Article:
Birder's Guide

MAY 2014

Birder's Guide is the American Birding Association's newest publication. Each issue focuses on a key subject, providing tips from experienced birders on a wide variety of topics like Travel, Listing & Taxonomy, Gear, and Conservation & Community.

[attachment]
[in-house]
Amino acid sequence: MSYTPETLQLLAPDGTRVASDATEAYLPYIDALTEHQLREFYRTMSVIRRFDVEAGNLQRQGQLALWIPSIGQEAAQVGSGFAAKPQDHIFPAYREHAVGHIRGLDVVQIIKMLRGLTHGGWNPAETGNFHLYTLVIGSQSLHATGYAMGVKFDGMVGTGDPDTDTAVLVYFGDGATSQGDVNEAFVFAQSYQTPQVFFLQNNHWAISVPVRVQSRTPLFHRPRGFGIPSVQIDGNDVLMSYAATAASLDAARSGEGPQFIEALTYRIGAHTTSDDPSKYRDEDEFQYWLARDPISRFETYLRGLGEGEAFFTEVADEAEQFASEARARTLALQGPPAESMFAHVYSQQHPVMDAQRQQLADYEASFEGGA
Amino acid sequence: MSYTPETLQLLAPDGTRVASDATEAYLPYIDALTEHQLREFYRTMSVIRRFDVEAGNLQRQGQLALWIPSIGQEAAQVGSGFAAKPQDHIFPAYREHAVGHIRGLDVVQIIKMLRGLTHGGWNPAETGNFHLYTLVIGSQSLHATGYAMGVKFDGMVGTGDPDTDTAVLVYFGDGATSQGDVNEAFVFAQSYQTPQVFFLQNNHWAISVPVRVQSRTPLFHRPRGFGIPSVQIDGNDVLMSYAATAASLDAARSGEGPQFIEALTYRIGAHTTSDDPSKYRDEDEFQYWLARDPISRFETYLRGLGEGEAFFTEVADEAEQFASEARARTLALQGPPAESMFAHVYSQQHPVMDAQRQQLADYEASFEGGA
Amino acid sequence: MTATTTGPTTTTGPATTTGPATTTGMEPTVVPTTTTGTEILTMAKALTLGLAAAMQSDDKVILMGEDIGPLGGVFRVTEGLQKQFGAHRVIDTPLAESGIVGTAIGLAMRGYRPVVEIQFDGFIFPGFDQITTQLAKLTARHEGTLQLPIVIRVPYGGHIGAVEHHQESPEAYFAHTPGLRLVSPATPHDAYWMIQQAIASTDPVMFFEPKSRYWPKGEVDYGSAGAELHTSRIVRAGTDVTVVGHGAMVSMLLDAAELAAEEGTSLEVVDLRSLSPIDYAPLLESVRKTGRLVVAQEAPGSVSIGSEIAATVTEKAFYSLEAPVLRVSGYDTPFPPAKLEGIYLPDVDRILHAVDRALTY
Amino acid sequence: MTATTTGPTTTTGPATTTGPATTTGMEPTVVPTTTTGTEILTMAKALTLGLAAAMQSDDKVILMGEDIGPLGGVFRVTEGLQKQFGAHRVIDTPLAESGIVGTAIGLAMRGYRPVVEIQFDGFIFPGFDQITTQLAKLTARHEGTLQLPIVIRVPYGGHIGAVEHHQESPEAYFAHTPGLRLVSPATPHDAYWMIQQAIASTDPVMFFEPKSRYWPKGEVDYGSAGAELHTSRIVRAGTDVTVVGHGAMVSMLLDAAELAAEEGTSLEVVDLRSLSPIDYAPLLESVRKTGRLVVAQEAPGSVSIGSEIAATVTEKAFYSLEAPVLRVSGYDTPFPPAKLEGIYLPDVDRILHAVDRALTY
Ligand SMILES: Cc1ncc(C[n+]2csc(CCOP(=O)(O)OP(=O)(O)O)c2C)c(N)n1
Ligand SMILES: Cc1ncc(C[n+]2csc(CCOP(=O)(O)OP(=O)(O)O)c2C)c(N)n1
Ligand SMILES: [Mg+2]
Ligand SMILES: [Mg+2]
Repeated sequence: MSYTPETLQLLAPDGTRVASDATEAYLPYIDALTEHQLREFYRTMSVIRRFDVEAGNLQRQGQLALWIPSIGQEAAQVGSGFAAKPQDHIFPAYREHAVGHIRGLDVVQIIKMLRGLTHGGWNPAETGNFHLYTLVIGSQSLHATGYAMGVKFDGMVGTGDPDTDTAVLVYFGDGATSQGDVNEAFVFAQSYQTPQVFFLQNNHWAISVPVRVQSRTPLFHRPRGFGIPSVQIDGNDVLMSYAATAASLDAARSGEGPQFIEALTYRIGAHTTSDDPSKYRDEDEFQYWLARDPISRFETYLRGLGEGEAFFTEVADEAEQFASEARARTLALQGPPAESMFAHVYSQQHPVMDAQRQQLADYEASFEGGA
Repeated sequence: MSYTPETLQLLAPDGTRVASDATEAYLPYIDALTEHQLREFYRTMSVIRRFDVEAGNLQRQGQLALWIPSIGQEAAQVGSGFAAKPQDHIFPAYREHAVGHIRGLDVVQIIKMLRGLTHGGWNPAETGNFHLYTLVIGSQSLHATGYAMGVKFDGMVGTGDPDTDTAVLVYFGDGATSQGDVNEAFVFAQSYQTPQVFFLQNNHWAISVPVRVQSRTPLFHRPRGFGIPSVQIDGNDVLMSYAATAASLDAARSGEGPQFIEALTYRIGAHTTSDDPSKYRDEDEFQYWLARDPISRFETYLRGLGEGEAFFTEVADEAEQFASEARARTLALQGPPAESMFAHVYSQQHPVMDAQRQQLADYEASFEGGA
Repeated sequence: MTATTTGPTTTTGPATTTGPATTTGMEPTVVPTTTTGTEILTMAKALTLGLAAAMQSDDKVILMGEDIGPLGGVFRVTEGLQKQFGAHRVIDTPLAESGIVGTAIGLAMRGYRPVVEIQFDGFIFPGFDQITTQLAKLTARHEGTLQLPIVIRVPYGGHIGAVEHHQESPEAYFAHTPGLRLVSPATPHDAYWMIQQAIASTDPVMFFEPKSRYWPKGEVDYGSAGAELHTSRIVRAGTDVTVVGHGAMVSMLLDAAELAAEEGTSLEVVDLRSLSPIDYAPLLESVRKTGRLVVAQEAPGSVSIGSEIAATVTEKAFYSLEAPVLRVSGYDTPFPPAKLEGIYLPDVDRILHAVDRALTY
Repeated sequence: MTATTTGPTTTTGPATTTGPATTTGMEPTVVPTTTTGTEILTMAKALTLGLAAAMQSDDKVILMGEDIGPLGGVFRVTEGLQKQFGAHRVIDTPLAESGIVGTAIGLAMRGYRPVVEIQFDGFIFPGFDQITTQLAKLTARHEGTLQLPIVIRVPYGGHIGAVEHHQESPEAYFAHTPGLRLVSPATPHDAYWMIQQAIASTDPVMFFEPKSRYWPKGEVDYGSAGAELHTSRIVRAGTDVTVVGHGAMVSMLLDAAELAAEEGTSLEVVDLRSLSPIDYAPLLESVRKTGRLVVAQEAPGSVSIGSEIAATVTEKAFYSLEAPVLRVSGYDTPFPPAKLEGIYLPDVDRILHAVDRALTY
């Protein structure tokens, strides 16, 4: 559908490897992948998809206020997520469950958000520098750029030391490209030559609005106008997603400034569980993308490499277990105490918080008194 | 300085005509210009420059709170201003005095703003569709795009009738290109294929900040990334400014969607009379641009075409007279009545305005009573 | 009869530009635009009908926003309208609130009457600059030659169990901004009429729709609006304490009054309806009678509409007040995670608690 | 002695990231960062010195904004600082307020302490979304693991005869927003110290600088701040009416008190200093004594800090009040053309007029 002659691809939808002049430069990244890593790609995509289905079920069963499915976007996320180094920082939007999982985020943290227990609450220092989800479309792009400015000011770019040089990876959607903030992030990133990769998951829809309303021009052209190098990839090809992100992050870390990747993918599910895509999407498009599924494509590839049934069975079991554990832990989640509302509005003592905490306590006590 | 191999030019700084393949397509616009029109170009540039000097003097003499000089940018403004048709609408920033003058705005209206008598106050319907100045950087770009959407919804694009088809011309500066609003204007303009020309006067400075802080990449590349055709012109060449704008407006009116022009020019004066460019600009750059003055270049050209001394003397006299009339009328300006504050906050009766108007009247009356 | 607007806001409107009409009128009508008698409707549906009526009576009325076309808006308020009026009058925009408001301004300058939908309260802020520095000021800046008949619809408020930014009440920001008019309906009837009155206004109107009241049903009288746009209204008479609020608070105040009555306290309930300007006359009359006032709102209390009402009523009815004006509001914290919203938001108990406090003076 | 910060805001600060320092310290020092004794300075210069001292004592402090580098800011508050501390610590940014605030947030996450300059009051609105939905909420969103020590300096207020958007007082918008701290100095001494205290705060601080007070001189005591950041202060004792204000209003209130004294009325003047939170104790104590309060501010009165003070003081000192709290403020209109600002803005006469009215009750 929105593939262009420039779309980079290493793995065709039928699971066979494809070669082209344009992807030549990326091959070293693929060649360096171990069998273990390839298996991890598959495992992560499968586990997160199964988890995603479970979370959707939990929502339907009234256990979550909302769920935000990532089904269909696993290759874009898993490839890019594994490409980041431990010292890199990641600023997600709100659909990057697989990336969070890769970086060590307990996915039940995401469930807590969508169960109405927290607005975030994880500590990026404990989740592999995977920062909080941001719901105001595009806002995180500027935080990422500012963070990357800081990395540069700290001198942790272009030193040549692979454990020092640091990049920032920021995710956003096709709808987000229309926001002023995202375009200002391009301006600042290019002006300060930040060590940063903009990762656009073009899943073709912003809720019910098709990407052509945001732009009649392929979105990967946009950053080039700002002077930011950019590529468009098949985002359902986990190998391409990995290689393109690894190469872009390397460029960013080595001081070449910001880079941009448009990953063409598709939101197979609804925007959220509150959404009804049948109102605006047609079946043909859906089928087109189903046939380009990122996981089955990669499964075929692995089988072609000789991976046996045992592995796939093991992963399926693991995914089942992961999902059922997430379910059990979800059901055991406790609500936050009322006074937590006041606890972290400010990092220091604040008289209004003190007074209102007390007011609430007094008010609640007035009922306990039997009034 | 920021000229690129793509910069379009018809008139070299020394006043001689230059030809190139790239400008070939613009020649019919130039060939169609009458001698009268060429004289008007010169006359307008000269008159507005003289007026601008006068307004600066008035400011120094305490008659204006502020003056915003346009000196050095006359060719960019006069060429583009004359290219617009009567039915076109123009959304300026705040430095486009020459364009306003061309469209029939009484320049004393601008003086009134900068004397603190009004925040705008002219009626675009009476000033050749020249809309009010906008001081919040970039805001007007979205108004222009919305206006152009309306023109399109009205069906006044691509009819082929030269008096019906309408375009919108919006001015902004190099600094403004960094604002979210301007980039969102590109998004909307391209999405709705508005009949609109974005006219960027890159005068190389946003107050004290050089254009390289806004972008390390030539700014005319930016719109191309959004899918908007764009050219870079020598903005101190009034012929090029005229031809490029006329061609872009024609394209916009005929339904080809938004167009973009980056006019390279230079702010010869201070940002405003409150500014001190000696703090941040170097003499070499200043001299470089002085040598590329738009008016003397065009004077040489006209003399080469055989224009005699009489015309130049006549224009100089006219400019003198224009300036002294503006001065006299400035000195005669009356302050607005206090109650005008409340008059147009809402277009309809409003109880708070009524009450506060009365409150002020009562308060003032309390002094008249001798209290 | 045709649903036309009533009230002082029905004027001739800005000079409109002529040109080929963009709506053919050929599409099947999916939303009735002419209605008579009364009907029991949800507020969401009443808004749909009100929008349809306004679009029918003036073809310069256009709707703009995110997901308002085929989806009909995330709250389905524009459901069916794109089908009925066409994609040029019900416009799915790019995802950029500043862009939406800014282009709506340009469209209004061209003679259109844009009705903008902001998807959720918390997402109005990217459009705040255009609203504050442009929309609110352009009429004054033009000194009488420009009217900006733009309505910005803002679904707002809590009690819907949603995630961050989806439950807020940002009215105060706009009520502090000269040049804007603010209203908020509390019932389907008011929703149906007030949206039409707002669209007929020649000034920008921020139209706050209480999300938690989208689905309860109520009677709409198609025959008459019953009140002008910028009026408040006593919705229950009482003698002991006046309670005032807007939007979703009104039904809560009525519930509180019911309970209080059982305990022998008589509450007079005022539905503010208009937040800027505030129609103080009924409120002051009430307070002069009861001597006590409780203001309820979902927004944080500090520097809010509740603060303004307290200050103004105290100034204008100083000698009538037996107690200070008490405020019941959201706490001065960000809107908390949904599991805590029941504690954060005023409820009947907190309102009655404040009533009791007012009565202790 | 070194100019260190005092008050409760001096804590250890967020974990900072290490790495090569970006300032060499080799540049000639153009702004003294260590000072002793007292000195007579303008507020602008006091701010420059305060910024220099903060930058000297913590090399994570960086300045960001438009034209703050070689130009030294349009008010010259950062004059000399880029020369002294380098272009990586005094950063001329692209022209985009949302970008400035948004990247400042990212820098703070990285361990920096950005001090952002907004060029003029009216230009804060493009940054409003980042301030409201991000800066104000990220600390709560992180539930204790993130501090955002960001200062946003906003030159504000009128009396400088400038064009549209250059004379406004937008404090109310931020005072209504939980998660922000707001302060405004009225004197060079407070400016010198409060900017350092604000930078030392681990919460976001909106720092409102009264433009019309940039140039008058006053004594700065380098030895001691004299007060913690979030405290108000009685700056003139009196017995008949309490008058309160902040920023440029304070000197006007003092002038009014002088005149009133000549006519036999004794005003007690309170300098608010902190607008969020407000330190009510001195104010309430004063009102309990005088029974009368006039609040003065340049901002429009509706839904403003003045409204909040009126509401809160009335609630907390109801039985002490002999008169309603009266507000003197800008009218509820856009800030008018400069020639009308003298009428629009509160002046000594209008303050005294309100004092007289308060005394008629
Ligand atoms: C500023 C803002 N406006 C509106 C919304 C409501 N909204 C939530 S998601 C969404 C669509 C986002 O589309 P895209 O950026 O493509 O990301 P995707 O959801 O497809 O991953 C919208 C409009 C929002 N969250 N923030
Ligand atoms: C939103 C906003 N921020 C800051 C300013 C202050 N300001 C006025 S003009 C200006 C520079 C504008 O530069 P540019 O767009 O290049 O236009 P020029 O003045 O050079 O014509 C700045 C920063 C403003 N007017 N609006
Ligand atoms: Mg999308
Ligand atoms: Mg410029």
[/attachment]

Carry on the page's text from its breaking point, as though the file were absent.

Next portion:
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Undulated Antpitta. Abra Patricia Owlet Lodge, Peru. Photo © Nick Athanas Chestnut-naped Antpitta. Rio Blanco Lodge, Colombia. Photo © Glyn Dawson Yellow-breasted Antpitta. Paz de las Aves, Ecuador. Photo © Nick Athanas Rufous Antpitta. Yanacocha Reserve, Ecuador. Photo © Nick Athanas 25 May 2014 | Birder's Guide to Conservation & Community commensal feeding habits are refected, as with the antbirds and the antwrens, by the "ant" in their name. They follow swarms of army ants, exploiting the feed- ing opportunities the ants drum up, and are therefore inclined to take advantage of food provided by other animals. Another more accepted and published hypothesis is that the larger antpittas, at least, feed on the giant earthworms that are relatively common throughout the subtropical and montane cloudforests of the Andes. These things can top four feet long and two inches thick. Yummy, and not just for ant- pittas—the other day I saw a Plate-billed Mountain-Toucan eating a squashed giant earthworm off the road! The most widely known among them is probably the cosmopolitan Cattle Egret. Much more obscure but more relevant to the Andes is the Banded Ground-Cuck- oo, which is said to follow peccaries. It is worth noting that these endangered ground-cuckoos were being successfully monitored (and fed!) at a location only about 10 miles from Refugio Paz de las Aves for much of 2012 and 2013. (How- ever, the recent news from Un Poco del Chocó is that the ground-cuckoos have been further afeld.) An alternative hypothesis, offered by Robert Ridgely and Guy Tudor in their Field Guide to the Songbirds of South Ameri- ca: The Passerines (2009), is that antpittas' berries, and some dairy cattle. And then there's the bird business run by Ángel, with help from his brother, Rodrigo, and their wives, María Flor and Diana. What began in October 2005 as the chance to see one Giant Antpitta that Ángel chris- tened "María" now includes several sought-after and hard-to-fnd birds, in- cluding Ochre-breasted, Yellow-breasted, Moustached, and Giant antpittas, Orange- breasted and Scaled fruiteaters, Velvet- purple Coronet, Empress Brilliant, Dark- backed Wood-Quail, Ocellated Tapaculo, and other assorted surprises—depending on your luck and the season. How is it that the notoriously-hard-to- see antpittas can be habituated to come when called to a virtual birders' circus? First, my sense is that Ángel and company are working on the birds' schedules and not vice versa. There are a few hypothe- ses, like this radically and sublimely mor- phological observation by an area farmer: "They kind of look like little chickens and chickens respond to scattered feed." Or as offered by Harold F. Greeney, in Neotropi- cal Biology and Conservation (May–August 2012), the more complex hypothesis that perhaps some of the antpittas are com- mensal feeders that sometimes follow mammals through the forest, exploiting the insects scared up by the disturbance. The idea here is that antpittas are predis- posed to key into mammalian movement and noises, and so are relatively easy to habituate. Maybe this isn't too off-the-wall. There are, after all, other birds with commen- sal feeding relationships with mammals. Only a decade ago, birders could only dream of sharing time and space with a Giant Antpitta. Now, it's a sure thing at Refugio Paz de las Aves. Photo © Glyn Dawson 3-Antpitta2.indd 25 5/22/14 7:37 PM

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